A suitable one of these algorithms, or other algorithm, may be used to determine the relative similarity between each of the individual pages. This relative similarity is required to form the clusters. In addition, a suitable one of these algorithms may be used to determine whether the cluster member is within a predetermined threshold distance from a centroid. The threshold may be set such that any member of any cluster will be within a particular distance of the centroid and, therefore, will be an appropriate candidate for data extraction based on the data element identification of the centroid.
In the event that the comparison to a centroid is faulty—e.g., that the elements obtained in the corresponding members do not accurately reflect the marked data elements in the centroid—then a new centroid may be chosen. Alternative to the change of the centroid, automated identification and elimination of outlying cluster members that do not map sufficiently with the cluster centroid, but are still within the threshold, is also possible.
As described above, in one embodiment of the invention these two steps of aligning about a cluster and determining the corresponding elements in the cluster members may be combined. In such embodiments, a centroid is chosen and then the cluster about the centroid is preferably filled only with the members that are within the threshold. Then, the data extraction can begin for the members of the cluster without requiring additional aligning. Thereafter, a new centroid can be selected for the members who were not within the distance threshold for the first centroid and a new cluster can preferably be formed.
The following algorithm is an example of one embodiment of a clustering algorithm that may be used according to the invention. Other clustering algorithms may also be suitable for use in systems and methods according to the invention.
Line 1 of the algorithm starts iteration through all the input documents. Line 2 initializes a variable that will set the distance to the most similar centroid to infinity. Line 3 starts iteration through all the cluster centroids created so far. In line 4, the document is compared to the first centroid in the iterative process. The comparison can be done by aligning the documents as described in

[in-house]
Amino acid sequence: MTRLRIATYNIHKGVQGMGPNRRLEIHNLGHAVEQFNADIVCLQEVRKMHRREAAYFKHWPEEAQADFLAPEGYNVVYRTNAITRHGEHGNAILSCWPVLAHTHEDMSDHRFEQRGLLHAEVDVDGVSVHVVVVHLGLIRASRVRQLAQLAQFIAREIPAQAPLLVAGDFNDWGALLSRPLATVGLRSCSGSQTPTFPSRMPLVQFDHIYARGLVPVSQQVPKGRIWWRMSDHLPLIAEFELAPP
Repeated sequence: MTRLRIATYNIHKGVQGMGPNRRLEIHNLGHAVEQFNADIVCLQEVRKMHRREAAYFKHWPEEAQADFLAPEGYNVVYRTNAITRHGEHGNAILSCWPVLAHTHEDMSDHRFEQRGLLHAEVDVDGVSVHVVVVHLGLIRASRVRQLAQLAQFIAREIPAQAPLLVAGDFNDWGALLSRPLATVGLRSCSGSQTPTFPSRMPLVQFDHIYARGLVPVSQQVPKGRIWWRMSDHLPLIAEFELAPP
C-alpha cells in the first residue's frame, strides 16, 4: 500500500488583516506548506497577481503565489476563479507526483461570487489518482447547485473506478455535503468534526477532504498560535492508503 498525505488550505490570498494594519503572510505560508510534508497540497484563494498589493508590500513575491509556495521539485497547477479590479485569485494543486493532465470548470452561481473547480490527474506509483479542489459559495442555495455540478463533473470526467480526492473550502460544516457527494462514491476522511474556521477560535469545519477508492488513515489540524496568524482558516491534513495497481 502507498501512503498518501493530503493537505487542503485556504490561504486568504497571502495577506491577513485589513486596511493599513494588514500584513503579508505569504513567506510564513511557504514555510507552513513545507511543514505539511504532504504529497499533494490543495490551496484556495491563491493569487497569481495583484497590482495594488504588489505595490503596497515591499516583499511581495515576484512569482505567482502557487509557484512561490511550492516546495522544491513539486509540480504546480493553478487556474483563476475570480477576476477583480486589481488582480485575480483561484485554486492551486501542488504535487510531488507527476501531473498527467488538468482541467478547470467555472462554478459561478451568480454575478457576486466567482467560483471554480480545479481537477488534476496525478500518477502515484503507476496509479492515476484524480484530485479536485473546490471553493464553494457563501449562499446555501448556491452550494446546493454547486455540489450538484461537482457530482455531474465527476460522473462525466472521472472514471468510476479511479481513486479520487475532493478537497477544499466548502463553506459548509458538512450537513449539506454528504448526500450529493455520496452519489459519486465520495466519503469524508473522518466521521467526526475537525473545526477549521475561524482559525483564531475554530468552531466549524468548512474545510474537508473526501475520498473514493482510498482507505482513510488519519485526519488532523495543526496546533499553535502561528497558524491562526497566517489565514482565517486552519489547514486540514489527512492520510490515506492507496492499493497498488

It will be understood that the foregoing is only illustrative of the principles of the invention, and that various modifications can be made by those skilled in the art without departing from the scope and spirit of the invention, and the present invention is limited only by the claims that follow.
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|U.S. Classification||707/602, 707/728, 707/813|
|International Classification||G06F17/30, G06F7/00|
|Jul 23, 2003||AS||Assignment|
Owner name: DEALTIME, LTD., NEW YORK
Free format text: ASSIGNMENT OF ASSIGNORS INTEREST;ASSIGNORS:GLICKMAN, OREN;ASHKENAZI, AMIR;YAAR, ARIEL;REEL/FRAME:014329/0513
Effective date: 20030721
|Dec 28, 2007||AS||Assignment|
Owner name: SHOPPING.COM, LTD., ISRAEL
Free format text: CHANGE OF NAME;ASSIGNOR:DEALTIME, LTD.;REEL/FRAME:020301/0784
Effective date: 20031009
|Aug 8, 2013||AS||Assignment|
Owner name: EBAY INC., CALIFORNIA
Free format text: MERGER;ASSIGNOR:SHOPPING.COM, INC.;REEL/FRAME:030973/0310
Effective date: 20130401
|Jun 17, 2015||FPAY||Fee payment|
Year of fee payment: 4
|Jul 22, 2015||AS||Assignment|
Owner name: PAYPAL, INC., CALIFORNIA
Free format text: ASSIGNMENT OF ASSIGNORS INTEREST;ASSIGNOR:EBAY INC.;REEL/FRAME:036159/0873
Effective date: 20150717